To Learn More Quickly, Brain Cells Break Their DNA

The brain must react quickly to a threat. Its neurons make new connections to discover what could mean the difference between life or death. The brain's response raises the stakes. Recent research shows that brain cells can snap their DNA at key points to express memory and learning genes faster. They then reconstruct their fragmented genome later.
This finding provides insight into brain plasticity, but more. This finding also shows that DNA breaking may be an important and routine part of normal cell processes. This has implications for scientists' understanding of aging and disease and how to approach genomic events they have previously dismissed as bad luck.

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This discovery is even more shocking because DNA double-strand break, which occurs when both rails on the helical ladder are cut at the same place along the genome, is a very dangerous form of genetic damage that can lead to cancer, neurodegeneration, and aging. Double-strand break repair is more difficult than other types of DNA damage, as there is no template to guide the reattachment.

It has been long recognized that DNA breaks can play a positive role. Double-strand breaks are necessary for normal genetic recombination among chromosomes. They allow DNA fragments to recombine, generating a variety of antibodies in the developing immune system. Double-strand breaks are also implicated in neuronal growth and helping to turn on certain genes. These functions are considered exceptions to the rule that double strand breaks are unwelcome and accidental.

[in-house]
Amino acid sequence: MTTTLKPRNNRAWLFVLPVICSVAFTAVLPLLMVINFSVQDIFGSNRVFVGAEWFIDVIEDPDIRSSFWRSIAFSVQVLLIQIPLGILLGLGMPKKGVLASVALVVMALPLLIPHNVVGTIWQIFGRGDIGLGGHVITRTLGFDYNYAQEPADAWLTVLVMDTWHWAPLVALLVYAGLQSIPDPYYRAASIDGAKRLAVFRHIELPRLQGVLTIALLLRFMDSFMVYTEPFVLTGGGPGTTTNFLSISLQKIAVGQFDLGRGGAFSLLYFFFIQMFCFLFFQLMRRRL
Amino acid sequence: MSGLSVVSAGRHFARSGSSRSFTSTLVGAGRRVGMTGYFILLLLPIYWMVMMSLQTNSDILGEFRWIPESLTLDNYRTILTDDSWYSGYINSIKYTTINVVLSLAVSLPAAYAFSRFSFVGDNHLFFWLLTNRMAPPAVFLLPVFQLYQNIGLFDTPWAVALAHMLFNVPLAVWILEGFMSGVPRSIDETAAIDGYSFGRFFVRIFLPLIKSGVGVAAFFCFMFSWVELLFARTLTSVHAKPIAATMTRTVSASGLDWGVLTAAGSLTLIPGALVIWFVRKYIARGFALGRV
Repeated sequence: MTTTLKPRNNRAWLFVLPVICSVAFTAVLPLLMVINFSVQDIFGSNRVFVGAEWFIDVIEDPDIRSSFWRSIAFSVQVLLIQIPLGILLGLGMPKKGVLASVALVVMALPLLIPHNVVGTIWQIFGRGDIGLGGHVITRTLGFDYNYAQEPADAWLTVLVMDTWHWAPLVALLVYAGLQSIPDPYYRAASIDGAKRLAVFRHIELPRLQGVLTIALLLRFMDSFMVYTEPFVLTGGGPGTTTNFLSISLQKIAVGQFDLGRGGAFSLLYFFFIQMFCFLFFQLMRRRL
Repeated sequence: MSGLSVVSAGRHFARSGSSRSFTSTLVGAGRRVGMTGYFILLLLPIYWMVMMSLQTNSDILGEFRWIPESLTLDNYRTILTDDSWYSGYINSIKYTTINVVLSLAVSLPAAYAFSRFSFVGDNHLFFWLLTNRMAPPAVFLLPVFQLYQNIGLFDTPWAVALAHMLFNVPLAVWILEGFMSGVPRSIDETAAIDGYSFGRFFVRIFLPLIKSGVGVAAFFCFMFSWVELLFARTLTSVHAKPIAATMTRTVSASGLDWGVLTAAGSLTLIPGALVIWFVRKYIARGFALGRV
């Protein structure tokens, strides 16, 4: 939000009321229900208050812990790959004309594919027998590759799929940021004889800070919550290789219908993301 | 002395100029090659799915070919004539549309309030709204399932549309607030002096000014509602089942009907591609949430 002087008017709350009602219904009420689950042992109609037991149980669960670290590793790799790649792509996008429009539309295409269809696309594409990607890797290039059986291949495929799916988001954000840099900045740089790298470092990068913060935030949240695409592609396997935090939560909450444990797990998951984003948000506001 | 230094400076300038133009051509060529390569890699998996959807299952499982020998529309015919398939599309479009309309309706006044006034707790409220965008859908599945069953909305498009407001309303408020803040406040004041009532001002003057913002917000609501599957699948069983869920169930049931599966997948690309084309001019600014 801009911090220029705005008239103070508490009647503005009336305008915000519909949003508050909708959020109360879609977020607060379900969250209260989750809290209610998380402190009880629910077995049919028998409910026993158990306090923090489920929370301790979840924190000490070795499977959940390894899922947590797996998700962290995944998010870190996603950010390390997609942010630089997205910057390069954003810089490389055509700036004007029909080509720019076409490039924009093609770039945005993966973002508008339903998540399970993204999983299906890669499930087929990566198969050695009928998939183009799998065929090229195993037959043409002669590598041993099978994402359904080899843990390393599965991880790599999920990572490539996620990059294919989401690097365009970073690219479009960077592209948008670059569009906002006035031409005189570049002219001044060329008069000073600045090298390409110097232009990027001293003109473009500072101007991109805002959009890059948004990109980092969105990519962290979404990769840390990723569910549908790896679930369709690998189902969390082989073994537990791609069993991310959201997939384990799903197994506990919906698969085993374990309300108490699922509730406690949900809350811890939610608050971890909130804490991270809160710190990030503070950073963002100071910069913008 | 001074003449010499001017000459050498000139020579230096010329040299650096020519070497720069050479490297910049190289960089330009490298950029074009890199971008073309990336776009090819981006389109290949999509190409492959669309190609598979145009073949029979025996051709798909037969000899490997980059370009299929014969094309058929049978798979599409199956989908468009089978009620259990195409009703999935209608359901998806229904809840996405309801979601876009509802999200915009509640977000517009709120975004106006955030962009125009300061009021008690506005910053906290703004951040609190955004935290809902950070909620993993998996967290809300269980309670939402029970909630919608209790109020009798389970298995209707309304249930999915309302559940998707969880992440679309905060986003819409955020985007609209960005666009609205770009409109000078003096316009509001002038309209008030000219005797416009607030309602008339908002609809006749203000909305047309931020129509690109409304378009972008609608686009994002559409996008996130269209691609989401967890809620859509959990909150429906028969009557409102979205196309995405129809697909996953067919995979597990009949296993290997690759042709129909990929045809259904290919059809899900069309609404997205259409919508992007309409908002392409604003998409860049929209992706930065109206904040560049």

2015 was a pivotal year. Li-Huei Tsai (a neuroscientist and director of Picower Institute for Learning and Memory, Massachusetts Institute of Technology) and her colleagues were reexamining previous research that suggested Alzheimer's disease was linked to double-strand breaks in neurons. The researchers were surprised to discover that stimulating cultured neurons caused double-strand breaks in DNA. These breaks also increased expression of a dozen genes involved in synaptic activity, such as memory and learning.

Double-strand breaks were essential in regulating genes that are important for neurons function. Tsai and her colleagues hypothesized that enzymes stuck to DNA twisted by the breaks would release them, allowing them to quickly transcribe nearby genes. Tsai stated that the idea was met with much skepticism. It is difficult to imagine that double-strand breaks could be vital for physiological reasons.

Paul Marshall, a postdoctoral researcher from the University of Queensland, Australia, decided to investigate the finding with his colleagues. Their research, published in 2019, confirmed and expanded the findings of Tsais's team. It revealed that DNA breaking caused two waves of enhanced gene transcription, one immediately and one several hours later.

Marshall and his coworkers proposed a two-step explanation for the phenomenon. When DNA breaks, enzyme molecules are released for transcription (as the Tsais group suggested). The epigenetic marker chemically marks the location of the break with a methyl groups. The marker is then removed when DNA repair begins. During this process, more enzymes may spill out, thereby starting the second round.

Marshall stated that the double-strand break is not only a trigger but also a marker. That marker is functional in terms regulating and guiding machinery towards that location.

Other studies have since confirmed the same results. A study published last year found that double-strand breaks are associated with fear memories and their recollection.

Tsai and her collaborators have now shown that the brain might possess this counterintuitive mechanism for gene expression in a study published in PLOS ONE last month. Instead of studying cultured neurons, the team looked at living cells that learned to associate electric shocks with environments. The team discovered that double-strand breaks occurred in the prefrontal cortex, hippocampus, and hippocampus, which was where the mice had been shocked. Many of these breaks were related to synaptic processes, such as memory.